3. A few centuries later, temperatures again plummeted about 20° F (~11°C) and glaciers readvanced.

4. About 14,000 years ago, global temperatures once again rose rapidly, about 8°F (~4.5°C), and glaciers receded.

5. About 13,400 years ago, global temperatures plunged again, about 14° F (~8°C) and glaciers readvanced.

6. About 13,200 years ago, global temperatures increased rapidly, 9° F (~5°C), and glaciers receded.

7. 12,700 years ago global temperatures plunged sharply, 14° F (~8°C) and a 1300 year cold period, the Younger Dryas, began.

8. After 1300 years of cold climate, global temperatures rose sharply, about 21° F (~12°C), 11,500 years ago, marking the end of the Younger Dryas cold period and the end of the Pleistocene Ice Age.

EARLY HOLOCENE CLIMATE CHANGES

8,200 years ago, the post-Ice Age interglacial warm period was interrupted by a sudden global cooling that lasted for a few

The 8200 year B.P. sudden climate change, recorded in oxygen isotope ratios in the GISP2 ice core, lasted about 200 years.

centuries (Fig. 3). During this time, alpine glaciers advanced and built moraines. The warming that followed the cool period was also abrupt. Neither the abrupt climatic cooling nor the warming that followed was preceded by atmospheric CO2 changes.

LATE HOLOCENE CLIMATE CHANGES

750 B.C. to 200 B.C. Cool Period Prior to the founding of the Roman Empire, Egyptians records show a cool climatic period from about 750 to 450 B.C. and the Romans wrote that the Tiber River froze and snow remained on the ground for long periods (Singer and Avery, 2007).

The Roman Warm Period (200 B.C. to 600 A.D.)

After 100 B.C., Romans wrote of grapes and olives growing farther north in Italy than had been previously possible and of little snow or ice (Singer and Avery, 2007).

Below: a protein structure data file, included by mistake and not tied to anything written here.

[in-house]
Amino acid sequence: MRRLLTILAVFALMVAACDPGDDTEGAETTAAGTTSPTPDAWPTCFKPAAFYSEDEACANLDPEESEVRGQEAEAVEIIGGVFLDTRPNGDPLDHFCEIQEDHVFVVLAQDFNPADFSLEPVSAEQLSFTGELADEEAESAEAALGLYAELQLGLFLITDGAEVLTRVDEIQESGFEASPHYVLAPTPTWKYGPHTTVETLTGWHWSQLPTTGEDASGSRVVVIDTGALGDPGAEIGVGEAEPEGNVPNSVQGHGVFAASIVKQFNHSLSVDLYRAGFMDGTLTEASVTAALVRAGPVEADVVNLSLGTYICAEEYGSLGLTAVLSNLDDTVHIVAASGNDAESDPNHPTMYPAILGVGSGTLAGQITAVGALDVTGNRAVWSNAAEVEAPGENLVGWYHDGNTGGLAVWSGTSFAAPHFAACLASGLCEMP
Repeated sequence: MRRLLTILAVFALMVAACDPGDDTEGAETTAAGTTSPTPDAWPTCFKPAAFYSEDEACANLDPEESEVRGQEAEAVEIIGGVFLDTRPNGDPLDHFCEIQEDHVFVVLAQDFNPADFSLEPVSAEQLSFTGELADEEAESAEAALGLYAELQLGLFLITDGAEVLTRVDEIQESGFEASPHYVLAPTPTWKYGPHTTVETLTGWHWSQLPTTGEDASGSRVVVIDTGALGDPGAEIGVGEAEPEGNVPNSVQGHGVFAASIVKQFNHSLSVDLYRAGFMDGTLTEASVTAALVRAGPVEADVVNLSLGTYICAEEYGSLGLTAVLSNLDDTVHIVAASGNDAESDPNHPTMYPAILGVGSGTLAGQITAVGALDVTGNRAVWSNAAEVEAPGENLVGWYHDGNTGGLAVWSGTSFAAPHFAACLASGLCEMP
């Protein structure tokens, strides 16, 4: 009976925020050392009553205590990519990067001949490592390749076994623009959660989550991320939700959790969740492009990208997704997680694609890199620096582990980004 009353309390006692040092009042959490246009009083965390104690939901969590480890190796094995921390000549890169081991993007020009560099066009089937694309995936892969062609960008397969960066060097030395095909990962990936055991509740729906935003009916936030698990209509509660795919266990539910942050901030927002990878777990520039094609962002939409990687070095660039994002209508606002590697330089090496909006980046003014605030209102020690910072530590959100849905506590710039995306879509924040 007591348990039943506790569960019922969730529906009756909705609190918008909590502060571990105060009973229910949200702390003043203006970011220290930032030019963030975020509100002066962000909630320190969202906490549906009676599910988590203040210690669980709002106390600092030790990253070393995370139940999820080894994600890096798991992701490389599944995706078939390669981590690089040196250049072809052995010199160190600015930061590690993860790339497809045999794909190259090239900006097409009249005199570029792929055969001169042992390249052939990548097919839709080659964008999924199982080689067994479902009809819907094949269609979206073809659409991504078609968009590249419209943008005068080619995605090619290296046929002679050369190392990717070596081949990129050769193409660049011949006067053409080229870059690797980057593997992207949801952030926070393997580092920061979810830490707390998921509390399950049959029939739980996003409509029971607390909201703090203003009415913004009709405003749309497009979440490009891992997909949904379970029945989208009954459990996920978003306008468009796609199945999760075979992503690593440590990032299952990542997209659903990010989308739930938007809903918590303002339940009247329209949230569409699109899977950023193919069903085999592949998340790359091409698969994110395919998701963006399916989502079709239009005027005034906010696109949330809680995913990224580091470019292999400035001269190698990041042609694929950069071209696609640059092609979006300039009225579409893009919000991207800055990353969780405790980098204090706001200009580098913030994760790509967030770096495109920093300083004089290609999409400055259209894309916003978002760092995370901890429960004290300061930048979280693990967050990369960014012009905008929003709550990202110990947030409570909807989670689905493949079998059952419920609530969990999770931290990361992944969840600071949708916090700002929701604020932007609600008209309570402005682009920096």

The Dark Ages Cool Period (440 A.D. to 900 A.D.)

The Dark Ages were characterized by marked cooling. A particularly puzzling event apparently occurred in 540 A.D. when tree rings suggest greatly retarded growth, the sun appeared dimmed for more than a year, temperatures dropped in Ireland, Great Britain, Siberia, North and South America, fruit didn’t ripen, and snow fell in the summer in southern Europe (Baillie in Singer and Avery, 2007). In 800 A.D., the Black Sea froze and in 829 A.D. the Nile River froze (Oliver, 1973).

The Medieval Warm Period (900 A.D. to 1300 A.D.)

The Medieval Warm Period (MWP) was a time of warm climate from about 900–1300 AD when global temperatures were apparently somewhat warmer than at present. Its effects were particularly evident in Europe where grain crops flourished, alpine tree lines rose, many new cities arose, and the population more than doubled. The Vikings took advantage of the climatic amelioration to colonize Greenland, and wine grapes were grown as far north as England where growing grapes is now not feasible and about 500 km north of present vineyards in France and Germany. Grapes are presently grown in Germany up to elevations of about 560 meters, but from about 1100 to 1300 A.D., vineyards extended up to 780 meters, implying temperatures warmer by about 1.0 to 1.4°C (Oliver, 1973, Tkachuck, 1983).

Wheat and oats were grown around Trondheim, Norway, suggesting climates about one degree C warmer than present (Fagan, 2007).

The Vikings colonized southern Greenland in 985 AD during the Medieval Warm Period when milder climates allowed favorable open-ocean conditions for navigation and fishing. This was “close to the maximum Medieval warming recorded in the GISP2 ice core at 975 AD (Stuiver et al., 1995).

Elsewhere in the world, prolonged droughts affected the southwestern United States and Alaska warmed. Sediments in Lake Nakatsuna in central Japan record warmer temperatures.

The Medieval Warm Period (MWP) was a time of warm climate from about 900–1300 AD when global temperatures were apparently somewhat warmer than at present.

Elsewhere in the world, prolonged droughts affected the southwestern United States and Alaska warmed.

Sea surface temperatures in the Sargasso Sea were approximately 1°C warmer than today and the climate in equatorial east Africa was drier from 1000–1270 AD. An ice core from the eastern Antarctic Peninsula shows warmer temperatures during this period.